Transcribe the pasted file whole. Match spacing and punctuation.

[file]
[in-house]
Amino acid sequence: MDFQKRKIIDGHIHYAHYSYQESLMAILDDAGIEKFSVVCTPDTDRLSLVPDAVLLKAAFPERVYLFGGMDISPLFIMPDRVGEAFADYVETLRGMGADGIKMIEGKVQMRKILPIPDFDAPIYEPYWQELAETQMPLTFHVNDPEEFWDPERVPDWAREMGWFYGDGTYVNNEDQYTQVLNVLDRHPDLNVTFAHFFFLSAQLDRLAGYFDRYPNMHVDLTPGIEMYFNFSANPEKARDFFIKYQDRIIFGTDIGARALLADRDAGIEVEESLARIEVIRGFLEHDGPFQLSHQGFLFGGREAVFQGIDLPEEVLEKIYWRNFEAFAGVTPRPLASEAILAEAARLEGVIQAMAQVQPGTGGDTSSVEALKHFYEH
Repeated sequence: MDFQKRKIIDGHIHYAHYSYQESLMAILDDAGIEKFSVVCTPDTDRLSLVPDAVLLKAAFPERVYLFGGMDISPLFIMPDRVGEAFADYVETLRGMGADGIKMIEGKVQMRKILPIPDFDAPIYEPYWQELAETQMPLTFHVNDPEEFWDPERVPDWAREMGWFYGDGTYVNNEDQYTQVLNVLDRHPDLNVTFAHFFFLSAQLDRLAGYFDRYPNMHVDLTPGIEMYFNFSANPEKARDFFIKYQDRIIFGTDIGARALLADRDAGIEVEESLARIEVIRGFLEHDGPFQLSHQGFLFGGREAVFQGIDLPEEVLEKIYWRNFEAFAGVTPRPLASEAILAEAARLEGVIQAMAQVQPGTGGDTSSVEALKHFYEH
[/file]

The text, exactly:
[in-house]
Amino acid sequence: MDFQKRKIIDGHIHYAHYSYQESLMAILDDAGIEKFSVVCTPDTDRLSLVPDAVLLKAAFPERVYLFGGMDISPLFIMPDRVGEAFADYVETLRGMGADGIKMIEGKVQMRKILPIPDFDAPIYEPYWQELAETQMPLTFHVNDPEEFWDPERVPDWAREMGWFYGDGTYVNNEDQYTQVLNVLDRHPDLNVTFAHFFFLSAQLDRLAGYFDRYPNMHVDLTPGIEMYFNFSANPEKARDFFIKYQDRIIFGTDIGARALLADRDAGIEVEESLARIEVIRGFLEHDGPFQLSHQGFLFGGREAVFQGIDLPEEVLEKIYWRNFEAFAGVTPRPLASEAILAEAARLEGVIQAMAQVQPGTGGDTSSVEALKHFYEH
Repeated sequence: MDFQKRKIIDGHIHYAHYSYQESLMAILDDAGIEKFSVVCTPDTDRLSLVPDAVLLKAAFPERVYLFGGMDISPLFIMPDRVGEAFADYVETLRGMGADGIKMIEGKVQMRKILPIPDFDAPIYEPYWQELAETQMPLTFHVNDPEEFWDPERVPDWAREMGWFYGDGTYVNNEDQYTQVLNVLDRHPDLNVTFAHFFFLSAQLDRLAGYFDRYPNMHVDLTPGIEMYFNFSANPEKARDFFIKYQDRIIFGTDIGARALLADRDAGIEVEESLARIEVIRGFLEHDGPFQLSHQGFLFGGREAVFQGIDLPEEVLEKIYWRNFEAFAGVTPRPLASEAILAEAARLEGVIQAMAQVQPGTGGDTSSVEALKHFYEH